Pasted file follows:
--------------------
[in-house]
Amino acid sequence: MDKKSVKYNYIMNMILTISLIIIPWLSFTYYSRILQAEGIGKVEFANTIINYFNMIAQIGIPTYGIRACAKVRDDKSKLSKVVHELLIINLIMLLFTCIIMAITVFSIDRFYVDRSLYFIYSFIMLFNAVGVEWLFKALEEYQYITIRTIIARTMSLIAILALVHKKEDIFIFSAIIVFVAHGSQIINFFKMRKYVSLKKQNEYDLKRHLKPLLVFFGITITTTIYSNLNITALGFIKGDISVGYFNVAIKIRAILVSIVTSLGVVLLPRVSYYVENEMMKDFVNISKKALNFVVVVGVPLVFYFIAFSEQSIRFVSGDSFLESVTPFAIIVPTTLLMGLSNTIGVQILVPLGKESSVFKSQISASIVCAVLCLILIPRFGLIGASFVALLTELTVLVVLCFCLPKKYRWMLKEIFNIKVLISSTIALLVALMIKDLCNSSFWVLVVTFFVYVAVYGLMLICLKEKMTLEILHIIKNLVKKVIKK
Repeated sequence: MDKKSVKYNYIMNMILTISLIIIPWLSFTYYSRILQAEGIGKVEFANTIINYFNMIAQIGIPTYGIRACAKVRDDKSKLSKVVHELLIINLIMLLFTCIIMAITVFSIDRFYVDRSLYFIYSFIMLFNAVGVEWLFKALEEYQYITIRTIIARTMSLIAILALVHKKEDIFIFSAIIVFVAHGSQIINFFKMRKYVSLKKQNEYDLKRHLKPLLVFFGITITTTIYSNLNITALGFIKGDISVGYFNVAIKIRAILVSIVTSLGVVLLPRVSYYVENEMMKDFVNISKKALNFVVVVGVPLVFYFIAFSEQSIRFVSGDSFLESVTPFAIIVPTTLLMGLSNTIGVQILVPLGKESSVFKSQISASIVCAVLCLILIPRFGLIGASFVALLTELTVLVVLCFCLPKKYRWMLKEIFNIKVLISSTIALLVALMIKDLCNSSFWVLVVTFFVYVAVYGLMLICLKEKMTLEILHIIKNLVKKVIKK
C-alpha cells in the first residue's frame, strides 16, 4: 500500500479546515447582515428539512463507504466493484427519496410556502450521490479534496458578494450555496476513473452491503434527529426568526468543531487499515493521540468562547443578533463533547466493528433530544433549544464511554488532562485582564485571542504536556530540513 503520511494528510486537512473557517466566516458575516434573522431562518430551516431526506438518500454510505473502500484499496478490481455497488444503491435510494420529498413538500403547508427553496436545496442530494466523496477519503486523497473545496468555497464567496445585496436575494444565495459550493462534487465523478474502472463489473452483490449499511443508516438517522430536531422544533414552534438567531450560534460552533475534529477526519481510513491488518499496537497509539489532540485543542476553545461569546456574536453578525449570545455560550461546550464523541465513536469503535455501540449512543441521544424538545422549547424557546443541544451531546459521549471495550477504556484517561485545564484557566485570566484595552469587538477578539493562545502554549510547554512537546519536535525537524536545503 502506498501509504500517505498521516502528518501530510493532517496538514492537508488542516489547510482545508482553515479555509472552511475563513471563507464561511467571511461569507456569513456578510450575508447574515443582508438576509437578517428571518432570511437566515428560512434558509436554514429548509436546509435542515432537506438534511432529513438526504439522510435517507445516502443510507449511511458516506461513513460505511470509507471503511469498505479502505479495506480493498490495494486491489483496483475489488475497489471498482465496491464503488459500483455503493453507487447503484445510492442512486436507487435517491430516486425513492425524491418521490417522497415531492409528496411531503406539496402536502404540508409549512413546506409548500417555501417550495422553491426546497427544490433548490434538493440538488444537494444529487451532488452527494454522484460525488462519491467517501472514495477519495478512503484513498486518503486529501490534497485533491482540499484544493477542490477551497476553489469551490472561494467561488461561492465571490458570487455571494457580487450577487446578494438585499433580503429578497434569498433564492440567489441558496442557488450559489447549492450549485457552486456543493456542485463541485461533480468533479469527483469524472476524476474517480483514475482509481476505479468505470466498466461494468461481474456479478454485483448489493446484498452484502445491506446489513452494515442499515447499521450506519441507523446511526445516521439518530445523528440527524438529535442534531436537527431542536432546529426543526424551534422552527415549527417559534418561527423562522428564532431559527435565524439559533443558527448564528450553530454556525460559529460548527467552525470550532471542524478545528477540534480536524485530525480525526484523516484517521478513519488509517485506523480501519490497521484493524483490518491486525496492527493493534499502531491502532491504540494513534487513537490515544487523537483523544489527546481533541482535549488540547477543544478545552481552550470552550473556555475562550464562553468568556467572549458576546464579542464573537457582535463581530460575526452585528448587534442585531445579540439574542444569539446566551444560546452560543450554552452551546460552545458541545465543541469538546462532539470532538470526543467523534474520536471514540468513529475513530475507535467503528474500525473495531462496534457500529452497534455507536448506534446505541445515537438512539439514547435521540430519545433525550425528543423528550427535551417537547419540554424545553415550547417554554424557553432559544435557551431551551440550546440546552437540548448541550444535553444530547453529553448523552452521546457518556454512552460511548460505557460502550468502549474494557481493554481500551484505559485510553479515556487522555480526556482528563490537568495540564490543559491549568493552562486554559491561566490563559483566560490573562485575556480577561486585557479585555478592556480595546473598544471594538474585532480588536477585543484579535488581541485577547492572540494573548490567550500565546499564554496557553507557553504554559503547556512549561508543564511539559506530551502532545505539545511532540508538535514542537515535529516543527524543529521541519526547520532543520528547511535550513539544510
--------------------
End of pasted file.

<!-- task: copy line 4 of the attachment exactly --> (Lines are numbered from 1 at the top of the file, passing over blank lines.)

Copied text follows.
C-alpha cells in the first residue's frame, strides 16, 4: 500500500479546515447582515428539512463507504466493484427519496410556502450521490479534496458578494450555496476513473452491503434527529426568526468543531487499515493521540468562547443578533463533547466493528433530544433549544464511554488532562485582564485571542504536556530540513 503520511494528510486537512473557517466566516458575516434573522431562518430551516431526506438518500454510505473502500484499496478490481455497488444503491435510494420529498413538500403547508427553496436545496442530494466523496477519503486523497473545496468555497464567496445585496436575494444565495459550493462534487465523478474502472463489473452483490449499511443508516438517522430536531422544533414552534438567531450560534460552533475534529477526519481510513491488518499496537497509539489532540485543542476553545461569546456574536453578525449570545455560550461546550464523541465513536469503535455501540449512543441521544424538545422549547424557546443541544451531546459521549471495550477504556484517561485545564484557566485570566484595552469587538477578539493562545502554549510547554512537546519536535525537524536545503 502506498501509504500517505498521516502528518501530510493532517496538514492537508488542516489547510482545508482553515479555509472552511475563513471563507464561511467571511461569507456569513456578510450575508447574515443582508438576509437578517428571518432570511437566515428560512434558509436554514429548509436546509435542515432537506438534511432529513438526504439522510435517507445516502443510507449511511458516506461513513460505511470509507471503511469498505479502505479495506480493498490495494486491489483496483475489488475497489471498482465496491464503488459500483455503493453507487447503484445510492442512486436507487435517491430516486425513492425524491418521490417522497415531492409528496411531503406539496402536502404540508409549512413546506409548500417555501417550495422553491426546497427544490433548490434538493440538488444537494444529487451532488452527494454522484460525488462519491467517501472514495477519495478512503484513498486518503486529501490534497485533491482540499484544493477542490477551497476553489469551490472561494467561488461561492465571490458570487455571494457580487450577487446578494438585499433580503429578497434569498433564492440567489441558496442557488450559489447549492450549485457552486456543493456542485463541485461533480468533479469527483469524472476524476474517480483514475482509481476505479468505470466498466461494468461481474456479478454485483448489493446484498452484502445491506446489513452494515442499515447499521450506519441507523446511526445516521439518530445523528440527524438529535442534531436537527431542536432546529426543526424551534422552527415549527417559534418561527423562522428564532431559527435565524439559533443558527448564528450553530454556525460559529460548527467552525470550532471542524478545528477540534480536524485530525480525526484523516484517521478513519488509517485506523480501519490497521484493524483490518491486525496492527493493534499502531491502532491504540494513534487513537490515544487523537483523544489527546481533541482535549488540547477543544478545552481552550470552550473556555475562550464562553468568556467572549458576546464579542464573537457582535463581530460575526452585528448587534442585531445579540439574542444569539446566551444560546452560543450554552452551546460552545458541545465543541469538546462532539470532538470526543467523534474520536471514540468513529475513530475507535467503528474500525473495531462496534457500529452497534455507536448506534446505541445515537438512539439514547435521540430519545433525550425528543423528550427535551417537547419540554424545553415550547417554554424557553432559544435557551431551551440550546440546552437540548448541550444535553444530547453529553448523552452521546457518556454512552460511548460505557460502550468502549474494557481493554481500551484505559485510553479515556487522555480526556482528563490537568495540564490543559491549568493552562486554559491561566490563559483566560490573562485575556480577561486585557479585555478592556480595546473598544471594538474585532480588536477585543484579535488581541485577547492572540494573548490567550500565546499564554496557553507557553504554559503547556512549561508543564511539559506530551502532545505539545511532540508538535514542537515535529516543527524543529521541519526547520532543520528547511535550513539544510